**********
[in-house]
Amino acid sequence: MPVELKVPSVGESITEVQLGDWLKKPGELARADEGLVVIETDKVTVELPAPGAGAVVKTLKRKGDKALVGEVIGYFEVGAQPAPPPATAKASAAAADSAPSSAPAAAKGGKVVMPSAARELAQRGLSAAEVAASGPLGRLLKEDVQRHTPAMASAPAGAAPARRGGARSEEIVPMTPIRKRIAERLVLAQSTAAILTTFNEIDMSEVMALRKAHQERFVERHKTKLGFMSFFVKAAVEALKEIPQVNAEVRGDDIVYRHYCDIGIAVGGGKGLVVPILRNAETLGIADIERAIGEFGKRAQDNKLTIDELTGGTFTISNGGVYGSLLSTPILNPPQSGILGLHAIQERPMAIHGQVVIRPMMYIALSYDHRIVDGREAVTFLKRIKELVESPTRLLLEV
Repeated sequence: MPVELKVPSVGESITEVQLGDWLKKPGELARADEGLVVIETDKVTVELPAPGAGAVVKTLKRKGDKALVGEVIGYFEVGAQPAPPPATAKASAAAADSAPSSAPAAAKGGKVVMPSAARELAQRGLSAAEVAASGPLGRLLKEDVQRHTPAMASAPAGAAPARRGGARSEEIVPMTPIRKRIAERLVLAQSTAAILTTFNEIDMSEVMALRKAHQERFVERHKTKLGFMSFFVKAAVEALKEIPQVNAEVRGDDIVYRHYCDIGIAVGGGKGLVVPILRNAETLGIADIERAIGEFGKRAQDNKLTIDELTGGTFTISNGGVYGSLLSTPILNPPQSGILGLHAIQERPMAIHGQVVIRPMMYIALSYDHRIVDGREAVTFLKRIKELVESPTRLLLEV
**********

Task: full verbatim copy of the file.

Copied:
[in-house]
Amino acid sequence: MPVELKVPSVGESITEVQLGDWLKKPGELARADEGLVVIETDKVTVELPAPGAGAVVKTLKRKGDKALVGEVIGYFEVGAQPAPPPATAKASAAAADSAPSSAPAAAKGGKVVMPSAARELAQRGLSAAEVAASGPLGRLLKEDVQRHTPAMASAPAGAAPARRGGARSEEIVPMTPIRKRIAERLVLAQSTAAILTTFNEIDMSEVMALRKAHQERFVERHKTKLGFMSFFVKAAVEALKEIPQVNAEVRGDDIVYRHYCDIGIAVGGGKGLVVPILRNAETLGIADIERAIGEFGKRAQDNKLTIDELTGGTFTISNGGVYGSLLSTPILNPPQSGILGLHAIQERPMAIHGQVVIRPMMYIALSYDHRIVDGREAVTFLKRIKELVESPTRLLLEV
Repeated sequence: MPVELKVPSVGESITEVQLGDWLKKPGELARADEGLVVIETDKVTVELPAPGAGAVVKTLKRKGDKALVGEVIGYFEVGAQPAPPPATAKASAAAADSAPSSAPAAAKGGKVVMPSAARELAQRGLSAAEVAASGPLGRLLKEDVQRHTPAMASAPAGAAPARRGGARSEEIVPMTPIRKRIAERLVLAQSTAAILTTFNEIDMSEVMALRKAHQERFVERHKTKLGFMSFFVKAAVEALKEIPQVNAEVRGDDIVYRHYCDIGIAVGGGKGLVVPILRNAETLGIADIERAIGEFGKRAQDNKLTIDELTGGTFTISNGGVYGSLLSTPILNPPQSGILGLHAIQERPMAIHGQVVIRPMMYIALSYDHRIVDGREAVTFLKRIKELVESPTRLLLEV